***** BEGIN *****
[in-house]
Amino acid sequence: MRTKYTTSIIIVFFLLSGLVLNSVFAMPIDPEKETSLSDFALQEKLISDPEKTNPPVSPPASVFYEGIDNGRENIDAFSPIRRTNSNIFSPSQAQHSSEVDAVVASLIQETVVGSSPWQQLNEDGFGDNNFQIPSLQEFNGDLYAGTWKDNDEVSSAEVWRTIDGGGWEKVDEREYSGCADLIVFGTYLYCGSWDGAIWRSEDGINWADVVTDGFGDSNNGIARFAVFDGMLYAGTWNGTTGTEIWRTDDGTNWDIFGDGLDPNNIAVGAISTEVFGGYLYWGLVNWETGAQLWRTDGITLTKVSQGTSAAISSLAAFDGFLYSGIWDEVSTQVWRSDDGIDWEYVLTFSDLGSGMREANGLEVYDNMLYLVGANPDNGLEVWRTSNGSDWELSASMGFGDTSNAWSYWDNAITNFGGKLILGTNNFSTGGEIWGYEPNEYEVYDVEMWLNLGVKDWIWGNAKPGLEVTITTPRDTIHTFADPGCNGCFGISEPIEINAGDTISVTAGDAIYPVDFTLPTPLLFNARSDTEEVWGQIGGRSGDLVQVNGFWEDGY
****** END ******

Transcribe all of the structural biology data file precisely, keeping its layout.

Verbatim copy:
[in-house]
Amino acid sequence: MRTKYTTSIIIVFFLLSGLVLNSVFAMPIDPEKETSLSDFALQEKLISDPEKTNPPVSPPASVFYEGIDNGRENIDAFSPIRRTNSNIFSPSQAQHSSEVDAVVASLIQETVVGSSPWQQLNEDGFGDNNFQIPSLQEFNGDLYAGTWKDNDEVSSAEVWRTIDGGGWEKVDEREYSGCADLIVFGTYLYCGSWDGAIWRSEDGINWADVVTDGFGDSNNGIARFAVFDGMLYAGTWNGTTGTEIWRTDDGTNWDIFGDGLDPNNIAVGAISTEVFGGYLYWGLVNWETGAQLWRTDGITLTKVSQGTSAAISSLAAFDGFLYSGIWDEVSTQVWRSDDGIDWEYVLTFSDLGSGMREANGLEVYDNMLYLVGANPDNGLEVWRTSNGSDWELSASMGFGDTSNAWSYWDNAITNFGGKLILGTNNFSTGGEIWGYEPNEYEVYDVEMWLNLGVKDWIWGNAKPGLEVTITTPRDTIHTFADPGCNGCFGISEPIEINAGDTISVTAGDAIYPVDFTLPTPLLFNARSDTEEVWGQIGGRSGDLVQVNGFWEDGY